A hand reaches out to touch a carving marking one of the Stations of the Cross. My hand feels a branch of the olive tree Pope Paul VI planted in the Garden of Gethsemane. In Jerusalem, unlike Kolkata or Varanasi or Delhi, other people and I are constantly touching.
In so doing, we break the usual rules. In a museum, we constantly see the sign “Do Not Touch.” As we pass Jerusalem’s electric panel box, we are warned: “Do Not Touch. Death Likely.” The usual message is clear: keep your hands off!
In Jerusalem, though, everybody touches. On Wednesday of Holy Week, as we visited the Church of the Holy Sepulchre’s Greek Orthodox altar on the site of the crucifixion, we reached under the altar to touch the rock of Golgotha. On Good Friday during the Roman Catholic Veneration of the Cross, we all touched a cross either with our hand or with a kiss. On Easter Sunday, Christians knelt and touched the stone upon which, according to tradition, Jesus’ corpse was first laid. On that same Easter Sunday, I watched as a Roman Catholic sister crawled on her knees from the Church of the Holy Sepulchre’s entrance to that same stone. On Easter Sunday, I couldn’t resist touching the cloth that covered the Edicule, the traditional tomb of Jesus.
We aren’t the first to touch in the Church of the Holy Sepulchre. Sometimes during the medieval period, a priest at the Church of the Holy Sepulchre firmly held onto a purported piece of the true cross because he was afraid that an enthusiastic believer would bite off a piece to take home.
Others besides Christians touch in Jerusalem. At the Western Wall, Jews in their prayer often touch the Western Wall, the foundation stones of the Second Temple, to sense the presence of the Shekinah, the Spirit of the Lord.
Touching is also accepted in other Jerusalem contexts. Amongst complete strangers at one service, I passed the peace to a Vietnamese priest and sister, and then a couple from Ghana. Amongst Tantur friends at St. Anne’s, the first station on the Via Dolorosa, others and I passed the peace in gratitude and gladness. With sadness, I even had to touch the stone walls of Yad Vashem’s Hall of Remembrance, Israel’s reminder of the Holocaust.
There is some touching that I have not sought out. I have not been touched by oil that purportedly heals. Such touching has occurred here as it has in other “holy sites.” I did not want to be touched by the waters of the Jordan as an act of rebaptism, although I saw several doing so. Some touching I’ve missed. I would have loved to touch the candles lit on Saturday’s Holy Fire Ceremony when the Greek Patriarch’s flame symbolizing the Resurrection spread throughout Jerusalem.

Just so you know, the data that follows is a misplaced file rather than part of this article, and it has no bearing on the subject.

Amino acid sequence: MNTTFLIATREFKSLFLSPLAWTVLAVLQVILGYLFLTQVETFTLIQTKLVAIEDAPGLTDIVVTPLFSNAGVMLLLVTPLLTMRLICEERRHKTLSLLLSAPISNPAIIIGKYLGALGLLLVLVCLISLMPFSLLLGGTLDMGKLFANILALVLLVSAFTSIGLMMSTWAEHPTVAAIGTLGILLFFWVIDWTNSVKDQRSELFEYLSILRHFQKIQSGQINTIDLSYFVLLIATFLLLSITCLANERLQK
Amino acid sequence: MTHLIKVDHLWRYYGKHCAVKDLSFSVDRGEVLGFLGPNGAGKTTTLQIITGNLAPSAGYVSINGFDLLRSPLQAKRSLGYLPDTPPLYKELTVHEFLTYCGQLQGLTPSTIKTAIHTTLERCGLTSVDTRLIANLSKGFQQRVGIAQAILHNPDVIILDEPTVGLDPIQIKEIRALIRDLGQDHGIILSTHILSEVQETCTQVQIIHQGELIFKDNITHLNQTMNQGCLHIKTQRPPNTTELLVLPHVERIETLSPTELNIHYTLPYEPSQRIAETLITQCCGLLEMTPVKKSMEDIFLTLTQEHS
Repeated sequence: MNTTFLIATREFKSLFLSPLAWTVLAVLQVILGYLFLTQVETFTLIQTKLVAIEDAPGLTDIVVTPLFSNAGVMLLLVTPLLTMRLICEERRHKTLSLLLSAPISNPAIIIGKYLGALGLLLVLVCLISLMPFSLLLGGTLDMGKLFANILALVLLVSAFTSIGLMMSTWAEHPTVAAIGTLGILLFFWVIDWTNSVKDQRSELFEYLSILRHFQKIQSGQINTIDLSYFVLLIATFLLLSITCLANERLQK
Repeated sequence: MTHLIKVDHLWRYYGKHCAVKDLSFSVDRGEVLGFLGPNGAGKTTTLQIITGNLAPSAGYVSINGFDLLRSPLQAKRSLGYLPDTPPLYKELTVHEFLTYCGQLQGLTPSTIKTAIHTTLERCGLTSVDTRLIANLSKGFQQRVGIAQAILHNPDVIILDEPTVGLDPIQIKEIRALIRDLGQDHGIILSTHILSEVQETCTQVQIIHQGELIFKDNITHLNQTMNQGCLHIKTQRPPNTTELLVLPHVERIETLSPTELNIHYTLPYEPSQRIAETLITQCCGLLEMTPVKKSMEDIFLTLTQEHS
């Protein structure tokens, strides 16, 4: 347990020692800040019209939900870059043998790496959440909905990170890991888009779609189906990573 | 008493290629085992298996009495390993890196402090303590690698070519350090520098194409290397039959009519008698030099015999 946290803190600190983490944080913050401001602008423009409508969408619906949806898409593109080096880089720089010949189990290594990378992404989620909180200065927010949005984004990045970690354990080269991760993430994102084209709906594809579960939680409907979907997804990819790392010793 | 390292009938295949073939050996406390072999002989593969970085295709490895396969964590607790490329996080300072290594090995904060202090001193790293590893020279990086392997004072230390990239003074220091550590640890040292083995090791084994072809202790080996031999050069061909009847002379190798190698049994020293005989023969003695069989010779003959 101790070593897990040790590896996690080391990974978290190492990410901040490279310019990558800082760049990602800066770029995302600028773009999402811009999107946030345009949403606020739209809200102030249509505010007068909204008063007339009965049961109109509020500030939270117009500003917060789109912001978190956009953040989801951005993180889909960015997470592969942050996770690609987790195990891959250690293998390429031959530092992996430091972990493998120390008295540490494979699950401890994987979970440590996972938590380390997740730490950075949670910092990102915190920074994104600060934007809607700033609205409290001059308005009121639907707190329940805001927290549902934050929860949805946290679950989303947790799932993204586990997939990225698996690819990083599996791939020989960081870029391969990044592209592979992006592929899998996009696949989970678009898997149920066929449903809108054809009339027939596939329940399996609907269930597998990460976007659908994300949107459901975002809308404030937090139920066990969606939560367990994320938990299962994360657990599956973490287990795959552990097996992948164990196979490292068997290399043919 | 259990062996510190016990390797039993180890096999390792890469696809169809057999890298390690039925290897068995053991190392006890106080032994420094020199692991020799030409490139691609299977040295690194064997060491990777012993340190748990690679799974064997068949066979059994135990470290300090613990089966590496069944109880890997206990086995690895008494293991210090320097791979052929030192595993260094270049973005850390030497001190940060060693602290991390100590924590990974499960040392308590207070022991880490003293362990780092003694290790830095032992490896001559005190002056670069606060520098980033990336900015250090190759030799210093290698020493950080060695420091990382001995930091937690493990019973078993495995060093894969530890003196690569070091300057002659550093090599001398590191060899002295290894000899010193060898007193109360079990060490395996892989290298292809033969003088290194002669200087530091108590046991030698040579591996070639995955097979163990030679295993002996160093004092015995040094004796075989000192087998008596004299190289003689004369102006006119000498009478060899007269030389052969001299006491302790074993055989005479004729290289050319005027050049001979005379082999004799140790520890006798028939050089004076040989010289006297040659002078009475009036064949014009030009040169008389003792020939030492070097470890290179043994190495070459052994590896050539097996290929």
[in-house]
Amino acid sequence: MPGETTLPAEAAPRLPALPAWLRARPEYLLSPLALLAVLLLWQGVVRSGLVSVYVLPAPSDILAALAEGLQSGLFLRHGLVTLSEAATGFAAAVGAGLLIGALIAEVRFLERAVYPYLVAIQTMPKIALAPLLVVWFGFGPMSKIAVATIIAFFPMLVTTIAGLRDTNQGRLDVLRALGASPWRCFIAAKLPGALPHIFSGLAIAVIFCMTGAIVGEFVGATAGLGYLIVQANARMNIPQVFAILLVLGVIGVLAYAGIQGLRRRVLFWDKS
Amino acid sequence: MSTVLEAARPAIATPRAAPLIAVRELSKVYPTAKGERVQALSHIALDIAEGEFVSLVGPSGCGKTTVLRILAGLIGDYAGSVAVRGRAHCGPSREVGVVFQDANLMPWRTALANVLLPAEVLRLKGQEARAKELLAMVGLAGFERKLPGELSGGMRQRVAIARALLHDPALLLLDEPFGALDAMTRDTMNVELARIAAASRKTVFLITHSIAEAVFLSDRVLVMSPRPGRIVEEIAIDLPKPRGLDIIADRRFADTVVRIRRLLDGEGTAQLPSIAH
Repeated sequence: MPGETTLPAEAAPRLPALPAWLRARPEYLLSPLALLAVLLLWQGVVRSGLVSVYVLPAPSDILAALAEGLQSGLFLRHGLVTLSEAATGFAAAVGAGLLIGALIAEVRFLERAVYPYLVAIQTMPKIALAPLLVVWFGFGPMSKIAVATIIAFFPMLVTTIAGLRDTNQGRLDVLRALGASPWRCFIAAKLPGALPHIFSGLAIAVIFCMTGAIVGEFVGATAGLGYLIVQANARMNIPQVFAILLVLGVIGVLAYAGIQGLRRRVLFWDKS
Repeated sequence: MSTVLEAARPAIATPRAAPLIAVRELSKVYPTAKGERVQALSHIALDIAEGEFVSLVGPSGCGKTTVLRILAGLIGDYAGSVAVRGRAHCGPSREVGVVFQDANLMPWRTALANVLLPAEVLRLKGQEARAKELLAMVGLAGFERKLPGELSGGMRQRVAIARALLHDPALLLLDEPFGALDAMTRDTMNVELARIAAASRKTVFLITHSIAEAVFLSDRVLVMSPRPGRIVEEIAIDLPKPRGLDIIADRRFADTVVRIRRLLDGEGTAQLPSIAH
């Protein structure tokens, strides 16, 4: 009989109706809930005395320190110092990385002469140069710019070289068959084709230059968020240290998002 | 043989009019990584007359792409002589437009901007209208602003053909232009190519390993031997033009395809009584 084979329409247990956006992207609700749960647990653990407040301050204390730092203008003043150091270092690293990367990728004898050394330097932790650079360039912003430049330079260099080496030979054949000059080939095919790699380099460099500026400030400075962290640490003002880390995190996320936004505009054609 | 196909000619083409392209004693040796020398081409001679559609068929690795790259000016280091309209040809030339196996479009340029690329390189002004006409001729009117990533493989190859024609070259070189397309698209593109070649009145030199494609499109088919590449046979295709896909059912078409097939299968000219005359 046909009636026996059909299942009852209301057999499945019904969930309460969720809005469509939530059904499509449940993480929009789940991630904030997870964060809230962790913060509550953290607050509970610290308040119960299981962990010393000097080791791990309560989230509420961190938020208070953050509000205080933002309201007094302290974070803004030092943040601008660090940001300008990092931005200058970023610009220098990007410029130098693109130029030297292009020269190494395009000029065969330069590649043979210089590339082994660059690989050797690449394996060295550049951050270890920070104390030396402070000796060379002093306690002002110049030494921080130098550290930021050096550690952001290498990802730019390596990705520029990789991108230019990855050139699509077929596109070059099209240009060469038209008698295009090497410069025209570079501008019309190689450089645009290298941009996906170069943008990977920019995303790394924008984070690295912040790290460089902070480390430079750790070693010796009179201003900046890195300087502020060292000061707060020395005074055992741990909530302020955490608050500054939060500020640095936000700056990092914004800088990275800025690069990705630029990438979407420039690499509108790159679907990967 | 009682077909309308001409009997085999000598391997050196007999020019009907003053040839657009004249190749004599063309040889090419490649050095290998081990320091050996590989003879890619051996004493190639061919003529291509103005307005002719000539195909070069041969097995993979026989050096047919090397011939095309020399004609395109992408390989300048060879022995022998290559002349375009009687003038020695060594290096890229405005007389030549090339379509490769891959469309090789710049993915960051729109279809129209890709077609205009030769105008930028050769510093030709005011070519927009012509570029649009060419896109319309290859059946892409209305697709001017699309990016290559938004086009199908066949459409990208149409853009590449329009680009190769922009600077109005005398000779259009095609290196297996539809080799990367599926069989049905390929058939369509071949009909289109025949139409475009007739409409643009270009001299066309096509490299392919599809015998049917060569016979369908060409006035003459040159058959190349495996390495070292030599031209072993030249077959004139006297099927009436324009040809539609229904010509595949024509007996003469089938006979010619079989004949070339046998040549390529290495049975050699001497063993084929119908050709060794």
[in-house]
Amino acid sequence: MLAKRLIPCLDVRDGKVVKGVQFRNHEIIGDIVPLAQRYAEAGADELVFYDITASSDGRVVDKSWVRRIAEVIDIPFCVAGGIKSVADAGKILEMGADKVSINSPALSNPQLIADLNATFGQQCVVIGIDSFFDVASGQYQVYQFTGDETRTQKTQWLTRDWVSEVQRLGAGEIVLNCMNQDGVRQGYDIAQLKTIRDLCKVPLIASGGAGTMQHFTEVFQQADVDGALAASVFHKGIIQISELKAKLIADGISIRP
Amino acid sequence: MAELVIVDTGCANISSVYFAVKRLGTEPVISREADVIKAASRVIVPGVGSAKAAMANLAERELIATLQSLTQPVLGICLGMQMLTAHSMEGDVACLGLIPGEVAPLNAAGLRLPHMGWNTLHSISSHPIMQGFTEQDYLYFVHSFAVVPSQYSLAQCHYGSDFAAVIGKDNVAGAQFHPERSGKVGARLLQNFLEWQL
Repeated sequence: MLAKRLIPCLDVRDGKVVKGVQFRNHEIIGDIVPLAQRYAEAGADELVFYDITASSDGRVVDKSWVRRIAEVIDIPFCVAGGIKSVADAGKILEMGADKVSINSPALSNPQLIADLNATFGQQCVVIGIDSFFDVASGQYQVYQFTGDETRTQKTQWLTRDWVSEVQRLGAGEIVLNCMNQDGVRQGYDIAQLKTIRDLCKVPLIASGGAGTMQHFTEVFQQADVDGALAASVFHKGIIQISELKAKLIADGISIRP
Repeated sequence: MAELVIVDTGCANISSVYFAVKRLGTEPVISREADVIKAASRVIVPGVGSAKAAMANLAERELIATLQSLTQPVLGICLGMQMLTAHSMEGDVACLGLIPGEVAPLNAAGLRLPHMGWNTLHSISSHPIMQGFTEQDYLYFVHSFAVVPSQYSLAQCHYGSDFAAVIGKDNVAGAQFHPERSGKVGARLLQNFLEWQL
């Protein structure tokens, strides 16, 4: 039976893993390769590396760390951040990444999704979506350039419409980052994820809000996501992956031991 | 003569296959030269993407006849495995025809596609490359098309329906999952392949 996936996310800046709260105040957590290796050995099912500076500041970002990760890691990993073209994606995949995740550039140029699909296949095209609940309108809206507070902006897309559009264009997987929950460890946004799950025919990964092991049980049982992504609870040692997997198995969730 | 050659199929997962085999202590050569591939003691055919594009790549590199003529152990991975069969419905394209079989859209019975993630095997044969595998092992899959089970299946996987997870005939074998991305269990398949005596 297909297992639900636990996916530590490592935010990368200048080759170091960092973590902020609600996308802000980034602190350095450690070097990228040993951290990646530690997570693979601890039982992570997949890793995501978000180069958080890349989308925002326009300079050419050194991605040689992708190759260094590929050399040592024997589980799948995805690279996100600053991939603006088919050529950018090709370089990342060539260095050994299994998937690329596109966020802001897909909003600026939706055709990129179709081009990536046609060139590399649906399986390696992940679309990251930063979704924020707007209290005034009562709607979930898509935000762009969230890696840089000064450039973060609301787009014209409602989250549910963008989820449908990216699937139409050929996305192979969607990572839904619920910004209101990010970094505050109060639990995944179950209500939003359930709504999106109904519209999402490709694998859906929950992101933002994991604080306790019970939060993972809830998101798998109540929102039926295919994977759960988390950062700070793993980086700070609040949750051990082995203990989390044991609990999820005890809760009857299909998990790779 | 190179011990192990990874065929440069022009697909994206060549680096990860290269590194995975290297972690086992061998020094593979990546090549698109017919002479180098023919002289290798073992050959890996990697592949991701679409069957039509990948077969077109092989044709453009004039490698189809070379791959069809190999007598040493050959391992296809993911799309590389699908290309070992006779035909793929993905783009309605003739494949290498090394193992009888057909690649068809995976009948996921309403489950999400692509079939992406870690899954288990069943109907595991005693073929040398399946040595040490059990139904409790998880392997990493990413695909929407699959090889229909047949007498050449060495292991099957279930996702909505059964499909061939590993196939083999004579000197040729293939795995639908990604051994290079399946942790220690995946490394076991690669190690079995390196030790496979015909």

Of course, touching is inappropriate in some contexts. Although pushing is somewhat acceptable in the narrow streets of the Old City, I and others were upset when adults shoved their way through the crowd almost knocking people over. That type of touching, touching that hurts, was not acceptable. Taking the bus from the Bethlehem checkpoint to Jerusalem, I knew that I should not sit next to a woman even if that is the only seat available. That form of possible touching as a violation of Palestinian customs was also not acceptable.
Touching is a basic, primitive form of reacting to our environment. It is a making real through that tactile sense that there is something there, something that isn’t me, something else that exists. There are limits to touching; there are other ways in which something different from us becomes real. However, touching is one way in which our immediate surroundings open to us.
Touching stones is not limited to Jerusalem. I can imagine that my Atlanta friends and family are not surprised with this writing about touching stones. They know that I spent six months hauling stones and building stone walls on our property. They probably are saying: “Of course, he’ll be touching those stones. We only hope that he doesn’t try to bring any back to Atlanta.” My response is: “No fear. The only stones I’m bringing back are those that are very small and those ‘living stones’ that are only in my memory.”